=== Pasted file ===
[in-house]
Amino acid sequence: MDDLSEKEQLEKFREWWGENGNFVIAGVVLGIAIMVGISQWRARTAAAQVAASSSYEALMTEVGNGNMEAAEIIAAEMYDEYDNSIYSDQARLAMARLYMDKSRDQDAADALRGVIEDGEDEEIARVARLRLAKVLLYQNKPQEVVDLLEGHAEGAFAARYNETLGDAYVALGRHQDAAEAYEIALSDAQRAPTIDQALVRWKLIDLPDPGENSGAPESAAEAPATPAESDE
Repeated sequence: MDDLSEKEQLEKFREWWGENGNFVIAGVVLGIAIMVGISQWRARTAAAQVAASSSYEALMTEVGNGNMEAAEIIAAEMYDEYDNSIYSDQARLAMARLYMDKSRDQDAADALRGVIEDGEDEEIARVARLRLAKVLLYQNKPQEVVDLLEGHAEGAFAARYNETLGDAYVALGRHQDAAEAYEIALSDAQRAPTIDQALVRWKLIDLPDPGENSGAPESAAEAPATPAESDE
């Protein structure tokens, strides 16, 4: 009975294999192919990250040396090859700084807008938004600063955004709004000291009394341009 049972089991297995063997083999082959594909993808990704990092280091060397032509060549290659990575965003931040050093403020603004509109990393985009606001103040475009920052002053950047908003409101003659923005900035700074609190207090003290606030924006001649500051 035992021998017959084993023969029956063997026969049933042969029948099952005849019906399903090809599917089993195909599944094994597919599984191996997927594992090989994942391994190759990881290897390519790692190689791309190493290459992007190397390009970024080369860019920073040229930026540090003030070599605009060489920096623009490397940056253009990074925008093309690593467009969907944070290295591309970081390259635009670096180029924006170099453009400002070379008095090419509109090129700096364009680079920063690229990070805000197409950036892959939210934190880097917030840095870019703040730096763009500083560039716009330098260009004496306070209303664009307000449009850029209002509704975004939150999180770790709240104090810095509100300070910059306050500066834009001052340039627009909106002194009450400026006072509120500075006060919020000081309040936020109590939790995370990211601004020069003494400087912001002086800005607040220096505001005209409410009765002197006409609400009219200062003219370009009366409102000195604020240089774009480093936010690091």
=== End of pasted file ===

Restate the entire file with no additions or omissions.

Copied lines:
[in-house]
Amino acid sequence: MDDLSEKEQLEKFREWWGENGNFVIAGVVLGIAIMVGISQWRARTAAAQVAASSSYEALMTEVGNGNMEAAEIIAAEMYDEYDNSIYSDQARLAMARLYMDKSRDQDAADALRGVIEDGEDEEIARVARLRLAKVLLYQNKPQEVVDLLEGHAEGAFAARYNETLGDAYVALGRHQDAAEAYEIALSDAQRAPTIDQALVRWKLIDLPDPGENSGAPESAAEAPATPAESDE
Repeated sequence: MDDLSEKEQLEKFREWWGENGNFVIAGVVLGIAIMVGISQWRARTAAAQVAASSSYEALMTEVGNGNMEAAEIIAAEMYDEYDNSIYSDQARLAMARLYMDKSRDQDAADALRGVIEDGEDEEIARVARLRLAKVLLYQNKPQEVVDLLEGHAEGAFAARYNETLGDAYVALGRHQDAAEAYEIALSDAQRAPTIDQALVRWKLIDLPDPGENSGAPESAAEAPATPAESDE
């Protein structure tokens, strides 16, 4: 009975294999192919990250040396090859700084807008938004600063955004709004000291009394341009 049972089991297995063997083999082959594909993808990704990092280091060397032509060549290659990575965003931040050093403020603004509109990393985009606001103040475009920052002053950047908003409101003659923005900035700074609190207090003290606030924006001649500051 035992021998017959084993023969029956063997026969049933042969029948099952005849019906399903090809599917089993195909599944094994597919599984191996997927594992090989994942391994190759990881290897390519790692190689791309190493290459992007190397390009970024080369860019920073040229930026540090003030070599605009060489920096623009490397940056253009990074925008093309690593467009969907944070290295591309970081390259635009670096180029924006170099453009400002070379008095090419509109090129700096364009680079920063690229990070805000197409950036892959939210934190880097917030840095870019703040730096763009500083560039716009330098260009004496306070209303664009307000449009850029209002509704975004939150999180770790709240104090810095509100300070910059306050500066834009001052340039627009909106002194009450400026006072509120500075006060919020000081309040936020109590939790995370990211601004020069003494400087912001002086800005607040220096505001005209409410009765002197006409609400009219200062003219370009009366409102000195604020240089774009480093936010690091």